Of Hyphenated, “Migrantized” and Xenophobic Germans
As a child growing up in Nuremberg, Ferda Ataman was spared Germany’s obsession with integration. But people are always asking her where is really from. That exasperates her – so she decided to write a book about it.
By Holger Moos
Ich bin von hier. Hört auf zu fragen! (“I'm from Here, So Stop Asking!”) is its straightforward title. In the book, Ataman argues that “purebred Germans without any immigrant background” – whom she also calls “Wurzeldeutsche” (literally “Root Germans”, i.e. Germans of German stock) – are labouring under a delusion: namely, that “we can seriously decide whether we want immigrants in the country or not”, when in point of fact they’ve already been here and part and parcel of our society for a long time. This phenomenon resurged with a vengeance in 2015 in the wake of a huge influx of refugees to Germany.
Since then, she adds, immigrants of long standing and what she calls “hyphenated Germans” have been made to feel that the upper limit on the number of immigrants German society can supposedly absorb – a notion repeated ad nauseam even though the figure is obviously unquantifiable – now applies not only to “newcomers”, but also, all of a sudden, to them, too. Which effectively “migrantizes” them, i.e. turns them into migrants too.
Germany has a democracy problemIn her book, Ataman clears up five widespread misunderstandings and suggests five ways to remedy this state of affairs. First of all, we should be grateful to immigrant generations and their descendants: “They did jobs native Germans didn’t want to do anymore.” She breaks the term Gastarbeiter (“guest workers”) down into its lexical components to get at the gist of it: “They’re supposed to slave away like workers, but behave demurely like guests.” Instead of viewing migration as a problem, people ought to acknowledge the fact that immigrants and their children are an important part of this country and that they helped build up post-war Germany.
What’s more, the time has come to kiss goodbye to the whole ethnic concept of “Germanness” and to the idée fixe that immigrants are under an eternal obligation to assimilate. Nowadays immigrants here feel like “Germans on probation”, she says. In one digression she points up the hypocrisy exemplified by the German Federal Expellee Law, which “rewards” ethnic Germans abroad for refusing to assimilate and retaining their “Germanness” for generations, whereas immigrants in Germany are expected to assimilate unconditionally. This is why she calls for an end to all the “senseless blather about integration”.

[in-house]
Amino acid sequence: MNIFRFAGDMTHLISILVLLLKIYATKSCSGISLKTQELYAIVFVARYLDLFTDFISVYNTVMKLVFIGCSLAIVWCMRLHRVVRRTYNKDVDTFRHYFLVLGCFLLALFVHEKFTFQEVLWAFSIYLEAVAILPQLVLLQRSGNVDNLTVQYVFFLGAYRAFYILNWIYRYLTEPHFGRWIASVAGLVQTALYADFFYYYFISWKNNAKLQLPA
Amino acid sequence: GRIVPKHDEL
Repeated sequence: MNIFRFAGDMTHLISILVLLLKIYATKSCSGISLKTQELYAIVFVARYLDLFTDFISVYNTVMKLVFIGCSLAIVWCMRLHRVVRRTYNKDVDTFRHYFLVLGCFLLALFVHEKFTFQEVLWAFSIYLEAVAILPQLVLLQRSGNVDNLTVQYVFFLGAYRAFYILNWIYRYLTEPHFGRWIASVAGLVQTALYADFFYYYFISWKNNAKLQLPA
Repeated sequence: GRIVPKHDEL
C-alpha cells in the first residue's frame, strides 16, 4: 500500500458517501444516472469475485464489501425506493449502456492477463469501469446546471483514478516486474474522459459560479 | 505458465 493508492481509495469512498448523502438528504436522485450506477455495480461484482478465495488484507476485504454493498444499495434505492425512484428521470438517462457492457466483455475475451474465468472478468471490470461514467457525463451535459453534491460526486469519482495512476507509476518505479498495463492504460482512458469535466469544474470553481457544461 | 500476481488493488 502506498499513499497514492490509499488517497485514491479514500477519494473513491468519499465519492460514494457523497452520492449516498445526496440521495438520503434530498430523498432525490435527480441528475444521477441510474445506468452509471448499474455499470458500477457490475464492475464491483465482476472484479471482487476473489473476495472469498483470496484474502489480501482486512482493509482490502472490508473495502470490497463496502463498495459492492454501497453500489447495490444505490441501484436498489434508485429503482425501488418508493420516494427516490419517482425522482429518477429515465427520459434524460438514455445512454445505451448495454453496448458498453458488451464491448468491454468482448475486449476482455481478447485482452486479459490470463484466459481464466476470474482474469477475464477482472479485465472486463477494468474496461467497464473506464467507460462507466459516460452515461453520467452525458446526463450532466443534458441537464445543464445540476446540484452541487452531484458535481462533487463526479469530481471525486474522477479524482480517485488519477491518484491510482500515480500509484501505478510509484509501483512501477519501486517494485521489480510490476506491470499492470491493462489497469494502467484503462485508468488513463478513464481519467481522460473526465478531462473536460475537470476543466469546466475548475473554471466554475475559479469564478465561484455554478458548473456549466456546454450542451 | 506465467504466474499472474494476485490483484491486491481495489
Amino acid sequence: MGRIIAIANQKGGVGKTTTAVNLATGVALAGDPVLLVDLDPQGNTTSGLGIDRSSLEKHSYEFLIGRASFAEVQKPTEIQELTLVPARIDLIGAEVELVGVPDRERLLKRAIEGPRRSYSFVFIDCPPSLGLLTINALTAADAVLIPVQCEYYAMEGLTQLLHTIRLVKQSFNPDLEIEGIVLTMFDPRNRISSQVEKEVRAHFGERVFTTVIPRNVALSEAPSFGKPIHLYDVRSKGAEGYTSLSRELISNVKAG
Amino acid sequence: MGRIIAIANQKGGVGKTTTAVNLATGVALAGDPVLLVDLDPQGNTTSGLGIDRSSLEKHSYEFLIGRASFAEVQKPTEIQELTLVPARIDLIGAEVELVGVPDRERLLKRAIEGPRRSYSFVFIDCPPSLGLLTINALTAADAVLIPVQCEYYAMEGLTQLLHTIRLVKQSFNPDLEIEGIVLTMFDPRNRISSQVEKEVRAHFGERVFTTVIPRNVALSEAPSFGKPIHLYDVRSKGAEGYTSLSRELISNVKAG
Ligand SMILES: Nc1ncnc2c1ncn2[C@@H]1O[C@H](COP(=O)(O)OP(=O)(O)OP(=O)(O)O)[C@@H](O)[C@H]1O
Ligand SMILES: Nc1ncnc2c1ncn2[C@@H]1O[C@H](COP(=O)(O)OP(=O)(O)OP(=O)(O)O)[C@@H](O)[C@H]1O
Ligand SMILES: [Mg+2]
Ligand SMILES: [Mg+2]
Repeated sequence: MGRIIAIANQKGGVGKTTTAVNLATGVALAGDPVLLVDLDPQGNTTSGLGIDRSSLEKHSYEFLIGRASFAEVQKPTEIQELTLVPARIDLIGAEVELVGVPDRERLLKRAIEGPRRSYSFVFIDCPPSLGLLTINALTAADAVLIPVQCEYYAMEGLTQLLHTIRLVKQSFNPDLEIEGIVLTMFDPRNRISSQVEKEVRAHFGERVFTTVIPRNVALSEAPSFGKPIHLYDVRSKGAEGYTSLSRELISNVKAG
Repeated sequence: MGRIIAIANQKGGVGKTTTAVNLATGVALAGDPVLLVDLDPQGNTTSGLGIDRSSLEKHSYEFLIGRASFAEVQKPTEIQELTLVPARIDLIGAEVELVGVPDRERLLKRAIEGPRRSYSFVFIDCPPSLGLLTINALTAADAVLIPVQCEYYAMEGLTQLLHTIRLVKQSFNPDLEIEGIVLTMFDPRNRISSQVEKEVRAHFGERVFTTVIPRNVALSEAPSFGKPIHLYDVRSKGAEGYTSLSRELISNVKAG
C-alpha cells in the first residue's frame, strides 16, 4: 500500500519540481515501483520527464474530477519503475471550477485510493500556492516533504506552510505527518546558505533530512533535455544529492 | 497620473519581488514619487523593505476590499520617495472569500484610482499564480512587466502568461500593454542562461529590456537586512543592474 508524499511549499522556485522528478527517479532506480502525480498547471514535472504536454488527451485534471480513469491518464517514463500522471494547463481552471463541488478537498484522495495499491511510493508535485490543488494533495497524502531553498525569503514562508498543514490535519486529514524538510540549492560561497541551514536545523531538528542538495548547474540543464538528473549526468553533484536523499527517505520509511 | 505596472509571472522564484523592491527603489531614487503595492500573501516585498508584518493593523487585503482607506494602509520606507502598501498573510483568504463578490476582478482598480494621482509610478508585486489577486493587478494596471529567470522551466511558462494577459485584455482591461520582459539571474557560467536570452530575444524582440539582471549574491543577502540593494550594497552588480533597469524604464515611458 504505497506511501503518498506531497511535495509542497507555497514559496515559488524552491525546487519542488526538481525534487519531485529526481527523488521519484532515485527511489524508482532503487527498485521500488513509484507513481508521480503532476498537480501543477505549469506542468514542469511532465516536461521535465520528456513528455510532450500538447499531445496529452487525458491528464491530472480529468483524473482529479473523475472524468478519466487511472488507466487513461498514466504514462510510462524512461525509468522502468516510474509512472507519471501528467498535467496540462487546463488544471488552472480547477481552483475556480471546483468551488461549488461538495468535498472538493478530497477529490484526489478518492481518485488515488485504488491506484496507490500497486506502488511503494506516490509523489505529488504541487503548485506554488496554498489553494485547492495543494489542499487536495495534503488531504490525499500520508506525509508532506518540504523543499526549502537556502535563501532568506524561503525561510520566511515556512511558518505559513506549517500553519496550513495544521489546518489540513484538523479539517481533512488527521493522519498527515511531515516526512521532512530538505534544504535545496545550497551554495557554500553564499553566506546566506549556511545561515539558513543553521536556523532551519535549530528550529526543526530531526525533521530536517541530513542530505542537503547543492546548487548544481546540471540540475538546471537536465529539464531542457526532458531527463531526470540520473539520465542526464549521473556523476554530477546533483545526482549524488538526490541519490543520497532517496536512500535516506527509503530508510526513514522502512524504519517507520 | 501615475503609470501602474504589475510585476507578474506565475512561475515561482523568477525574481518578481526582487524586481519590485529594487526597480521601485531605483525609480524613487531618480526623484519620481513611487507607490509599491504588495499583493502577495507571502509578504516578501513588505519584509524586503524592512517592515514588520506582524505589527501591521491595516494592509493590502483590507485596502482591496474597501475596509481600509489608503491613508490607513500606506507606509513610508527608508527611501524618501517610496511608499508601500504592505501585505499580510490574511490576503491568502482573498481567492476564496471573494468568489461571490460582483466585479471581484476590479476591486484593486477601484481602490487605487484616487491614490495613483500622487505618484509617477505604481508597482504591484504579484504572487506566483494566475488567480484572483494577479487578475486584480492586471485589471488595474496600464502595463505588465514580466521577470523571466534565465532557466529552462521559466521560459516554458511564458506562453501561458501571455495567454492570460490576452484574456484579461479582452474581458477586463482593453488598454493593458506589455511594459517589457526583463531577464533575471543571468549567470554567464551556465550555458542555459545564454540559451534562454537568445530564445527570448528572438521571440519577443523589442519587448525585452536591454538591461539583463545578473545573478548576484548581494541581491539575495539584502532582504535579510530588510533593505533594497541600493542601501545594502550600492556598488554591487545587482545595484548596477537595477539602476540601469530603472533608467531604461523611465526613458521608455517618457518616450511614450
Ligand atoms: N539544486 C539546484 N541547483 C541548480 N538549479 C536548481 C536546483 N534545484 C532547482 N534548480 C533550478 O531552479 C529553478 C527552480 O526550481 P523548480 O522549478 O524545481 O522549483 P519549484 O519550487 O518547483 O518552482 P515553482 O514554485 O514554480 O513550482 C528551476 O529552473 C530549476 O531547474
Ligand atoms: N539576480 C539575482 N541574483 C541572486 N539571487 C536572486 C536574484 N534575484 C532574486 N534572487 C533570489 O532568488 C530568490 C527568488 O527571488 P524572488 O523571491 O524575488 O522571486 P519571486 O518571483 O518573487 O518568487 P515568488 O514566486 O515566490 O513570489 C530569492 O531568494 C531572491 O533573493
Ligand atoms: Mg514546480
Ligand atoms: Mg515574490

People also seem to assume that migration is the exception, when in fact, historically speaking, the opposite is true: migration is the norm. There is no “genetic clique” of Germans. All things considered, Germany doesn’t have a migration problem, it has a democracy problem. The media are creating the impression that the minorities are to blame for the rightward shift in politics and society. Quite a few politicians make symbolic political gestures for “concerned” citizens who, for example, vote AfD (the xenophobic “Alternative for Germany” party) or march with Pegida (“Patriotic Europeans Against the Islamization of the Occident”, a German Islamophobic movement), but “deportations won’t make radical right-wingers any more openminded”.
Less apocalypse, more good cheerSo what does the author propose we do about this state of affairs? First off, we need to redefine the issue of integration. “New Germans” shouldn’t have to assimilate into a German Leitkultur or “dominant culture”, which is hard to define anyway, but should be integrated much more effectively through pragmatic programmes and concrete efforts in politics, society and the economy.
Furthermore, Ataman recommends using the aforementioned neologism Migrantisierte (“migrantized”) instead of expressions like “Germans with Turkish roots” as a way to avoid xenophobic attributions based on ethnic or cultural roots. She also makes a case for political correctness in order to combat racist discourse, i.e. accepting “restrictions on what is verbally permissible”, as well as promoting equal opportunity in the job market: “Those who insist on integration will have to make room in the German clan.” And last but not least, she calls for a new conception of Heimat (i.e. “homeland” or “native country”) that is not exclusive or based on genetic descent and related anxieties about Überfremdung (fear of being “swamped” by foreigners) and the like, but one that is absolutely inclusive. This new conception of Heimat is about a shared culture of remembrance, cosmopolitanism and freedom of religion: “Less apocalypse, more good cheer – that would be nice” is her closing exhortation.
Ataman makes her arguments rigorously, pointedly and very concretely. In contrast to many academically-geared publications on this issue, she writes in a non-alarmist style that is personal and casual, ironic and tongue-in-cheek, which makes for enjoyable and edifying reading.
Ataman, Ferda: Ich bin von hier. Hört auf zu fragen!
Frankfurt a.M.: S. Fischer, 2019. 208 S.